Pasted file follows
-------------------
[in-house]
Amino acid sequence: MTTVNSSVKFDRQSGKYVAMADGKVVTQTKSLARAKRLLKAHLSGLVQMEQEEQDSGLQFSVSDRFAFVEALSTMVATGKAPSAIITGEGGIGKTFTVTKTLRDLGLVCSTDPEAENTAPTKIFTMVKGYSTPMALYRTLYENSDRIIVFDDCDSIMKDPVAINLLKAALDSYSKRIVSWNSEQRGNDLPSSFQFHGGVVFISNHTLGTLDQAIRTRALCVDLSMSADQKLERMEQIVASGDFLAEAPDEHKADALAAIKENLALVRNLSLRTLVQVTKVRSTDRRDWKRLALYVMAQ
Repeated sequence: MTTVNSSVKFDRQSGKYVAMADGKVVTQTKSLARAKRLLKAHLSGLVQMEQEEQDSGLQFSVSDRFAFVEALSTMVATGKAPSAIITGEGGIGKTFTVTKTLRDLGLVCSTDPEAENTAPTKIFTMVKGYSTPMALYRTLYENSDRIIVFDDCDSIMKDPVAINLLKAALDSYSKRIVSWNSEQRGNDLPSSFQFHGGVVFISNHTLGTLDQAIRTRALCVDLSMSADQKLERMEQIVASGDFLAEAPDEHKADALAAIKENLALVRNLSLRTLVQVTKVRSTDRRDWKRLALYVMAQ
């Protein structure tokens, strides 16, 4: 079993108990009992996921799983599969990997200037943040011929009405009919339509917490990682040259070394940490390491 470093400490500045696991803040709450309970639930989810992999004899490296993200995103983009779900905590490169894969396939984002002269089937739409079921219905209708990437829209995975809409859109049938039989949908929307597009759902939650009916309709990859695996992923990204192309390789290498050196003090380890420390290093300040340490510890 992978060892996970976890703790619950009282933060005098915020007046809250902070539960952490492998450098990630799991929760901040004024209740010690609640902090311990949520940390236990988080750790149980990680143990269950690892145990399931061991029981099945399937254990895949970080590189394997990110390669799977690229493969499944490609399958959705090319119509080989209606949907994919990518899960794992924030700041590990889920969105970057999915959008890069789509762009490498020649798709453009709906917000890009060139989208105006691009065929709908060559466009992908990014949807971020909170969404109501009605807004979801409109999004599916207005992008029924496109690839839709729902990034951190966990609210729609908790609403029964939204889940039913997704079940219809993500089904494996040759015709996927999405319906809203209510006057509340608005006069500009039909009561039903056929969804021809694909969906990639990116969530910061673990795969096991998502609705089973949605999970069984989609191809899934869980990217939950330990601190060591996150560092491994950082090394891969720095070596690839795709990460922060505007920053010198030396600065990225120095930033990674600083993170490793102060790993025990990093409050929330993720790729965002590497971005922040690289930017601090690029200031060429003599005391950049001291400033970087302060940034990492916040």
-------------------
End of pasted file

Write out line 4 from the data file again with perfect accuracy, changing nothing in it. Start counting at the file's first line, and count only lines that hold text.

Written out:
């Protein structure tokens, strides 16, 4: 079993108990009992996921799983599969990997200037943040011929009405009919339509917490990682040259070394940490390491 470093400490500045696991803040709450309970639930989810992999004899490296993200995103983009779900905590490169894969396939984002002269089937739409079921219905209708990437829209995975809409859109049938039989949908929307597009759902939650009916309709990859695996992923990204192309390789290498050196003090380890420390290093300040340490510890 992978060892996970976890703790619950009282933060005098915020007046809250902070539960952490492998450098990630799991929760901040004024209740010690609640902090311990949520940390236990988080750790149980990680143990269950690892145990399931061991029981099945399937254990895949970080590189394997990110390669799977690229493969499944490609399958959705090319119509080989209606949907994919990518899960794992924030700041590990889920969105970057999915959008890069789509762009490498020649798709453009709906917000890009060139989208105006691009065929709908060559466009992908990014949807971020909170969404109501009605807004979801409109999004599916207005992008029924496109690839839709729902990034951190966990609210729609908790609403029964939204889940039913997704079940219809993500089904494996040759015709996927999405319906809203209510006057509340608005006069500009039909009561039903056929969804021809694909969906990639990116969530910061673990795969096991998502609705089973949605999970069984989609191809899934869980990217939950330990601190060591996150560092491994950082090394891969720095070596690839795709990460922060505007920053010198030396600065990225120095930033990674600083993170490793102060790993025990990093409050929330993720790729965002590497971005922040690289930017601090690029200031060429003599005391950049001291400033970087302060940034990492916040």